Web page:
Locals fume as polluting tour buses choke scenic Repulse Bay
Ban on idling engines is widely flouted and traffic wardens are nowhere to be seen as mainland tour groups add to woes of popular seaside spot
Repulse Bay fought its way back from foul waters that almost closed its beach 25 years ago. But the scenic seaside spot faces another pollution threat: an invasion of tour buses whose drivers flout rules against idling engines.
Locals say Beach Road, the 1.5-kilometre seafront thoroughfare, is almost lawless.
"I've been working here for four years and I can tell you police and traffic wardens never come here unless there's a car accident," said a janitor who manages the Beach Road public toilet.
On a visit by the South China Morning Post, at least two dozen tour buses - large, medium and small - were seen parked along the one-way Beach Road. At least half of the buses had their engines running for longer than the permitted three minutes. Many were also parked illegally.
Video: Tour buses flout idling engine ban in Repulse Bay
Under the 2012 Motor Vehicle Idling Ordinance, drivers face a HK$320 fine if they do not turn off their engines within three minutes of a warning. Both traffic wardens and Environmental Protection Department inspectors can issue penalties.
The janitor said a huge influx of mainland tour groups to the beach and nearby temple had seen the number of buses soar. Drivers fire up their engines to get the air conditioning humming before tourists return, he says.
"It gets worse in the summertime," the janitor said.
The department said 59 vehicles on Beach Road had their idling engines timed during 11 patrols between July and December last year, but only two penalties notices were issued - including one for a tour coach.
Local resident Anita Gidumal said that she has to tell bus drivers to switch off their engines at least once a week. "My family used to come down to the beach a lot, but now we don't, because I don't want my kids breathing in this stuff," she said. "Tour companies are making money while taxpayers foot the bill" for health costs and other associated problems.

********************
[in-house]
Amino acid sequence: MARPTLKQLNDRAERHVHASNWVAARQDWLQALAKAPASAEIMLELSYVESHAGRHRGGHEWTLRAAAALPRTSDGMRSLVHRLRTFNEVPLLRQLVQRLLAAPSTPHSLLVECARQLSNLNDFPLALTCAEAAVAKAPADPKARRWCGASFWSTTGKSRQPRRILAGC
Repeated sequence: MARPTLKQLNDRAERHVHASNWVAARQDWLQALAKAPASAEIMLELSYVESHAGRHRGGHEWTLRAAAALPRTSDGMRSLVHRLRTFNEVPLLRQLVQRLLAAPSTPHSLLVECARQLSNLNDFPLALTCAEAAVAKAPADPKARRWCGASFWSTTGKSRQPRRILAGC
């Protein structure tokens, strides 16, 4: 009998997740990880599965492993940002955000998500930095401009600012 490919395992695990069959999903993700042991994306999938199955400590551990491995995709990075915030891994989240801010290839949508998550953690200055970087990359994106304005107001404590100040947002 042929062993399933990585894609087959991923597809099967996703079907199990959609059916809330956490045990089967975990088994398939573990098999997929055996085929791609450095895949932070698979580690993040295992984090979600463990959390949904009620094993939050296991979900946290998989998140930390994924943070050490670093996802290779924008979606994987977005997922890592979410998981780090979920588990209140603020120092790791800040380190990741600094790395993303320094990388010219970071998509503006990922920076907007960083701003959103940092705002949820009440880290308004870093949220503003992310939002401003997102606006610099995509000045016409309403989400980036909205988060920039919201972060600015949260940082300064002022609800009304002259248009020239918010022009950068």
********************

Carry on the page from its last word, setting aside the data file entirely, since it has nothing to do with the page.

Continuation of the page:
She links the problem to two sources: a lack of legal parking places for tour buses, and drivers' reluctance to circle the area while waiting for passengers because of heavy traffic on Repulse Bay and South Bay roads.
The department acknowledged the problem. "Traffic wardens have been advised to pay more attention to these black spots … and will issue penalties to drivers" who break the law, a spokeswoman said.
Southern District councillor Fergus Fung Se-goun said he was disappointed about the lack of law enforcement on Beach Road.
"Police told me they had to prioritise the use of manpower," Fung said. He noted that a legal loophole allowing a bus driver to keep the engine running if at least one passenger was on board made the law even more flawed and harder to enforce.
"Honestly speaking, it's not an effective policy at all."
Fung expects traffic to worsen when the Emperor Group's long-delayed The Pulse shopping mall opens at the end of the year.
The council has called for a car park on Beach Road to be converted into a tour bus layover with parking meters, and for a limit on the number of tour buses permitted to enter the area.
A police spokesman said officers had no power to enforce the law on idling engines.
Citywide, complaints about idling engines fell 40 per cent, from 1,802 in 2012 to about 1,000 last year. But out of 3,184 vehicles timed, only 89 fines were issued - about a third to non-franchised buses.
Under a recently approved HK$11.4 billion plan, owners of diesel commercial vehicles - including tour buses - are entitled to payments to retire them. But the first such vehicles will not leave the road until 2017. In the meantime, foul air remains a part of life on Beach Road.